Emde Nil | Top management books of all time:
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Top management books of all time:

An art and science, management is something you can efficiently do only if you’re able to strike the right balance between both. Learning about management is a different thing and applying what you have discovered to practical situations is entirely different – and there’s no denying to this. To make sure you’re doing the application part of what you’ve learned right, you need to read these books – which have an altogether different perspective about management in the real-life scenario. Have a look at this list:


1. How to win friends and influence people – Dale Carnegie:

Management is all about people – they are the most significant resources you have to handle, material and tasks following closely. This book by Dale Carnegie will help you know how to build lasting relationships. It will also give you a better perspective on how to handle the people in a manner that’s both authoritative and friendly in nature. Get your hands on this book as quickly as possible!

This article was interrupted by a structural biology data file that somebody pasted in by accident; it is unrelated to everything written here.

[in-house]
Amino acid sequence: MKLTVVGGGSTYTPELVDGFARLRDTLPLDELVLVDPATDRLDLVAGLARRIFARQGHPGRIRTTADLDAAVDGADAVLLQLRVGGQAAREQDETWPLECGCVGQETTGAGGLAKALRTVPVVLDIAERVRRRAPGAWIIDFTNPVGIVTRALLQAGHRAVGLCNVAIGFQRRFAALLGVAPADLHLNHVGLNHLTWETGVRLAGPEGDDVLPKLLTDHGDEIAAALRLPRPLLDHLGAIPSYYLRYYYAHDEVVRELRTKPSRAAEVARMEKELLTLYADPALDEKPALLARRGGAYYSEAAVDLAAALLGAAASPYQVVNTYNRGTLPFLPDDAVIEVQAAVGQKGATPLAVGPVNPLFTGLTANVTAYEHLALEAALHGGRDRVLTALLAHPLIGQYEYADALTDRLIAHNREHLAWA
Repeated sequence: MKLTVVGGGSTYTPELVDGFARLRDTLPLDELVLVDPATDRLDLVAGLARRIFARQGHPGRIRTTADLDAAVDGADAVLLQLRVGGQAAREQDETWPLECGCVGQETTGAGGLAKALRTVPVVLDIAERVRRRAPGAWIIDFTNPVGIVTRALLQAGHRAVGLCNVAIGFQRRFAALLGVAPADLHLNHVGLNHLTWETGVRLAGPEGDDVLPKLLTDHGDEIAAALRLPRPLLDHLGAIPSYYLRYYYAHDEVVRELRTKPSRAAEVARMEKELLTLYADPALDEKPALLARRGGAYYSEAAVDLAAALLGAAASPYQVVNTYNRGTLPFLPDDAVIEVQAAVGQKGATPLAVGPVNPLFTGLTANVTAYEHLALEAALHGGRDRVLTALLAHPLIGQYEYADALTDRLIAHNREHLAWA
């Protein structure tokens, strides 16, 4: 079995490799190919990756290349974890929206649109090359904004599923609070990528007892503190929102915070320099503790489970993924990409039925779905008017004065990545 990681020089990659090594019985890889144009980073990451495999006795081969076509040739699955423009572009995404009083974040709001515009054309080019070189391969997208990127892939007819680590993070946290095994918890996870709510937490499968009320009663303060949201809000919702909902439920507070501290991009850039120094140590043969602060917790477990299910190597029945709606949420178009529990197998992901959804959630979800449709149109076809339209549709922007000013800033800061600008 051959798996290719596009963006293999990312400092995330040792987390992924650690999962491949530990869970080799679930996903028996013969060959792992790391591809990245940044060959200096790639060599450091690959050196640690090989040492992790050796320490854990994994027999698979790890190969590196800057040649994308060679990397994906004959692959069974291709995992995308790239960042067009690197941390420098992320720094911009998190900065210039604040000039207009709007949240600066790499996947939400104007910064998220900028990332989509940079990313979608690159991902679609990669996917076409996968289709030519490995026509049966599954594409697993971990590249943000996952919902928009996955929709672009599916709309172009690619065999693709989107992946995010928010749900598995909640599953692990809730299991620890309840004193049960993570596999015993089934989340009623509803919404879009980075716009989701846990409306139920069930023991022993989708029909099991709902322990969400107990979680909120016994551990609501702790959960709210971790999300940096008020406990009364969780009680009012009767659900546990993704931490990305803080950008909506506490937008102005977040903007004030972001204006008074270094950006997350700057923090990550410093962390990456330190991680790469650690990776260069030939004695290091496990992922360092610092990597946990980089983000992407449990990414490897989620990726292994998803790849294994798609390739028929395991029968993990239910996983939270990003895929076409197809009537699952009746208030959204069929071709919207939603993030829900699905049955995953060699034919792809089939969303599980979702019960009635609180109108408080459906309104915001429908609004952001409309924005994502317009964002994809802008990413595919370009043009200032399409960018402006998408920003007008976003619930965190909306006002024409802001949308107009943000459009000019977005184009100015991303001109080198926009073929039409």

2. Who moved my cheese? – Spencer Johnson:

Renowned author, known for his management prowess Spencer Johnson came up with this simple, easy to understand and short book on one of the greatest principles of management – how to deal with your attitude to bring in a change to make sure things around you change! If things aren’t working your way, you need to change yourself – and that’s the last thing we’d probably want to do. But this book brings in a fresh perspective about things making it easy for you to bring the change from within.


3. Strengths finder – Tom Rath:

To bring out the best in others, you first need to be well-versed with yourself. Finding out your strengths is what will help you use them, and this book will help you do it really well. Based on a 40-year-old study of human strengths, this book has all the valid strengths found among humans. You need to read this book to be good at management and all the things that come with it.

4. Built to last – Successful habits of visionary companies –James Collins:

An organization thrives on the going concern principle and Built to Last focuses explicitly on how crucial it is to emphasize this principle. With valid, real-life examples of successful, long-lasting business empires, you will surely be able to relate to this book. Read it to have a better understanding.

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